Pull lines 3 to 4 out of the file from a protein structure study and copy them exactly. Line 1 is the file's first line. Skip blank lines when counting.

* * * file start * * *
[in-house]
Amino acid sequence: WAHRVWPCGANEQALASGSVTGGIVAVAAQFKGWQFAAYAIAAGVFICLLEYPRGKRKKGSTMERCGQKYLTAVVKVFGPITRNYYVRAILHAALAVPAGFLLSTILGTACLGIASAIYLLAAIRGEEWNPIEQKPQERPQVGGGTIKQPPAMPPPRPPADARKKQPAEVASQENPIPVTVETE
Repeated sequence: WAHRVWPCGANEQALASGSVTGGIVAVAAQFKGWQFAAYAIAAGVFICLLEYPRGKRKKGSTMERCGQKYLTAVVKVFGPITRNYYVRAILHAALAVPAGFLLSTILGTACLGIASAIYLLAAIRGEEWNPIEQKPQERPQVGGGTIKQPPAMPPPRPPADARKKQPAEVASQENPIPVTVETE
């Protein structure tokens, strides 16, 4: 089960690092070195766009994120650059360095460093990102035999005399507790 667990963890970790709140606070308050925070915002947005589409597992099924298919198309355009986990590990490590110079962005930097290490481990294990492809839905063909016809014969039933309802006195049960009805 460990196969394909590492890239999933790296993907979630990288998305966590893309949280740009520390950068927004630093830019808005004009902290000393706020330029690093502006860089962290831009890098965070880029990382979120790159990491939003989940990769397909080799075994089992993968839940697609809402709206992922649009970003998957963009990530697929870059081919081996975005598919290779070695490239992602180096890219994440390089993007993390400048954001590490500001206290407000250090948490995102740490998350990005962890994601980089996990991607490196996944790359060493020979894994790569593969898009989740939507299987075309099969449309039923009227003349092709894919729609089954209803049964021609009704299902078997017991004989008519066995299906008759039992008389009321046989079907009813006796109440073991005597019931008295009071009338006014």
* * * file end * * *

Repeated sequence: WAHRVWPCGANEQALASGSVTGGIVAVAAQFKGWQFAAYAIAAGVFICLLEYPRGKRKKGSTMERCGQKYLTAVVKVFGPITRNYYVRAILHAALAVPAGFLLSTILGTACLGIASAIYLLAAIRGEEWNPIEQKPQERPQVGGGTIKQPPAMPPPRPPADARKKQPAEVASQENPIPVTVETE
């Protein structure tokens, strides 16, 4: 089960690092070195766009994120650059360095460093990102035999005399507790 667990963890970790709140606070308050925070915002947005589409597992099924298919198309355009986990590990490590110079962005930097290490481990294990492809839905063909016809014969039933309802006195049960009805 460990196969394909590492890239999933790296993907979630990288998305966590893309949280740009520390950068927004630093830019808005004009902290000393706020330029690093502006860089962290831009890098965070880029990382979120790159990491939003989940990769397909080799075994089992993968839940697609809402709206992922649009970003998957963009990530697929870059081919081996975005598919290779070695490239992602180096890219994440390089993007993390400048954001590490500001206290407000250090948490995102740490998350990005962890994601980089996990991607490196996944790359060493020979894994790569593969898009989740939507299987075309099969449309039923009227003349092709894919729609089954209803049964021609009704299902078997017991004989008519066995299906008759039992008389009321046989079907009813006796109440073991005597019931008295009071009338006014």